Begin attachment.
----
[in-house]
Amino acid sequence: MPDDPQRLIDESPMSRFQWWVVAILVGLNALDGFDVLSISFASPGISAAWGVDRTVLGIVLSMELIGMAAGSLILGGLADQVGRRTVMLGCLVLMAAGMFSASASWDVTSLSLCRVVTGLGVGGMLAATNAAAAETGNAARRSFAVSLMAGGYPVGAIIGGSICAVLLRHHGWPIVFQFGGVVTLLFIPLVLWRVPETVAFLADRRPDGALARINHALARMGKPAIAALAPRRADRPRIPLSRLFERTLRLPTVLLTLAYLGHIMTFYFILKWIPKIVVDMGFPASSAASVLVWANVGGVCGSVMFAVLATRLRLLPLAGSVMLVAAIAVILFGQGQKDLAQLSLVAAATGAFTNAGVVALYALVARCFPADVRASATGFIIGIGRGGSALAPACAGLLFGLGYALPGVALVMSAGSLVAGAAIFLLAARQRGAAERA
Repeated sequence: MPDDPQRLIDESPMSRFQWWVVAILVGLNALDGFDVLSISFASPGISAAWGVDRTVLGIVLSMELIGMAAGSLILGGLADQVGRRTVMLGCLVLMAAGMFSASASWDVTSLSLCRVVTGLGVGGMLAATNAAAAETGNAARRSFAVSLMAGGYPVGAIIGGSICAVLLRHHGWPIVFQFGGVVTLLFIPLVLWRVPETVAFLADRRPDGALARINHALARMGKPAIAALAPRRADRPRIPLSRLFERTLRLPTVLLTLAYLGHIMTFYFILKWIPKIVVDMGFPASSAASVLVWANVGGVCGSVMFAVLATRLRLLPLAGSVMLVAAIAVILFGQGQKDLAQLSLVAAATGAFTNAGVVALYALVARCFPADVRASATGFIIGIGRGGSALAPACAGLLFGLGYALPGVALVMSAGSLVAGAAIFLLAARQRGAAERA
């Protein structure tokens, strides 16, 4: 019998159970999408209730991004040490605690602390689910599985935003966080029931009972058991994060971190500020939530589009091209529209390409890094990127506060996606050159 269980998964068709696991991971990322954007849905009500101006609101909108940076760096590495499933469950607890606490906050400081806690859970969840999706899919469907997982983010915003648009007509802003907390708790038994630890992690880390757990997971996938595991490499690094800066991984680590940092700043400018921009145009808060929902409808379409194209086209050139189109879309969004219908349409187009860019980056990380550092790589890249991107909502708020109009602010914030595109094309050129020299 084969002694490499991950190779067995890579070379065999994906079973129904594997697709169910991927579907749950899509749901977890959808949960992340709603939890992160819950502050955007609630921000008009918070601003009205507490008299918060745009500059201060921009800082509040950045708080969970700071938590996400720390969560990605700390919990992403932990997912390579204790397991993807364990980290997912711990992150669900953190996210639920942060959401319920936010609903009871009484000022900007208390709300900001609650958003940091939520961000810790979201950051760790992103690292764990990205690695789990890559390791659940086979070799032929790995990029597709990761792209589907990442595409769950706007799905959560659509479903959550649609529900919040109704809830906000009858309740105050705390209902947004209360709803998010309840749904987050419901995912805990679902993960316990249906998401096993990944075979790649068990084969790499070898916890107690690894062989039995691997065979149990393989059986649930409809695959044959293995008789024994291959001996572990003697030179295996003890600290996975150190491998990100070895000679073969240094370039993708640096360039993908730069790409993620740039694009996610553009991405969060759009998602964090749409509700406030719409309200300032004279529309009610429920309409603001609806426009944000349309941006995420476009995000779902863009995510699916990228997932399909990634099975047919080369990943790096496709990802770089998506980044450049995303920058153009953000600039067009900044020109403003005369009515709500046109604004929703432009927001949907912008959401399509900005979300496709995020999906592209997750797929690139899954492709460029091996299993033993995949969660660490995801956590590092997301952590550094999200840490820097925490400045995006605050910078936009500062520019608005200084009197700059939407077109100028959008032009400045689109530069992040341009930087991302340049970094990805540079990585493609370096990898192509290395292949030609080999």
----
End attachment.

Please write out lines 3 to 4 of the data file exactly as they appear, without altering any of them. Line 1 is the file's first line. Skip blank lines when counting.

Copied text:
Repeated sequence: MPDDPQRLIDESPMSRFQWWVVAILVGLNALDGFDVLSISFASPGISAAWGVDRTVLGIVLSMELIGMAAGSLILGGLADQVGRRTVMLGCLVLMAAGMFSASASWDVTSLSLCRVVTGLGVGGMLAATNAAAAETGNAARRSFAVSLMAGGYPVGAIIGGSICAVLLRHHGWPIVFQFGGVVTLLFIPLVLWRVPETVAFLADRRPDGALARINHALARMGKPAIAALAPRRADRPRIPLSRLFERTLRLPTVLLTLAYLGHIMTFYFILKWIPKIVVDMGFPASSAASVLVWANVGGVCGSVMFAVLATRLRLLPLAGSVMLVAAIAVILFGQGQKDLAQLSLVAAATGAFTNAGVVALYALVARCFPADVRASATGFIIGIGRGGSALAPACAGLLFGLGYALPGVALVMSAGSLVAGAAIFLLAARQRGAAERA
């Protein structure tokens, strides 16, 4: 019998159970999408209730991004040490605690602390689910599985935003966080029931009972058991994060971190500020939530589009091209529209390409890094990127506060996606050159 269980998964068709696991991971990322954007849905009500101006609101909108940076760096590495499933469950607890606490906050400081806690859970969840999706899919469907997982983010915003648009007509802003907390708790038994630890992690880390757990997971996938595991490499690094800066991984680590940092700043400018921009145009808060929902409808379409194209086209050139189109879309969004219908349409187009860019980056990380550092790589890249991107909502708020109009602010914030595109094309050129020299 084969002694490499991950190779067995890579070379065999994906079973129904594997697709169910991927579907749950899509749901977890959808949960992340709603939890992160819950502050955007609630921000008009918070601003009205507490008299918060745009500059201060921009800082509040950045708080969970700071938590996400720390969560990605700390919990992403932990997912390579204790397991993807364990980290997912711990992150669900953190996210639920942060959401319920936010609903009871009484000022900007208390709300900001609650958003940091939520961000810790979201950051760790992103690292764990990205690695789990890559390791659940086979070799032929790995990029597709990761792209589907990442595409769950706007799905959560659509479903959550649609529900919040109704809830906000009858309740105050705390209902947004209360709803998010309840749904987050419901995912805990679902993960316990249906998401096993990944075979790649068990084969790499070898916890107690690894062989039995691997065979149990393989059986649930409809695959044959293995008789024994291959001996572990003697030179295996003890600290996975150190491998990100070895000679073969240094370039993708640096360039993908730069790409993620740039694009996610553009991405969060759009998602964090749409509700406030719409309200300032004279529309009610429920309409603001609806426009944000349309941006995420476009995000779902863009995510699916990228997932399909990634099975047919080369990943790096496709990802770089998506980044450049995303920058153009953000600039067009900044020109403003005369009515709500046109604004929703432009927001949907912008959401399509900005979300496709995020999906592209997750797929690139899954492709460029091996299993033993995949969660660490995801956590590092997301952590550094999200840490820097925490400045995006605050910078936009500062520019608005200084009197700059939407077109100028959008032009400045689109530069992040341009930087991302340049970094990805540079990585493609370096990898192509290395292949030609080999």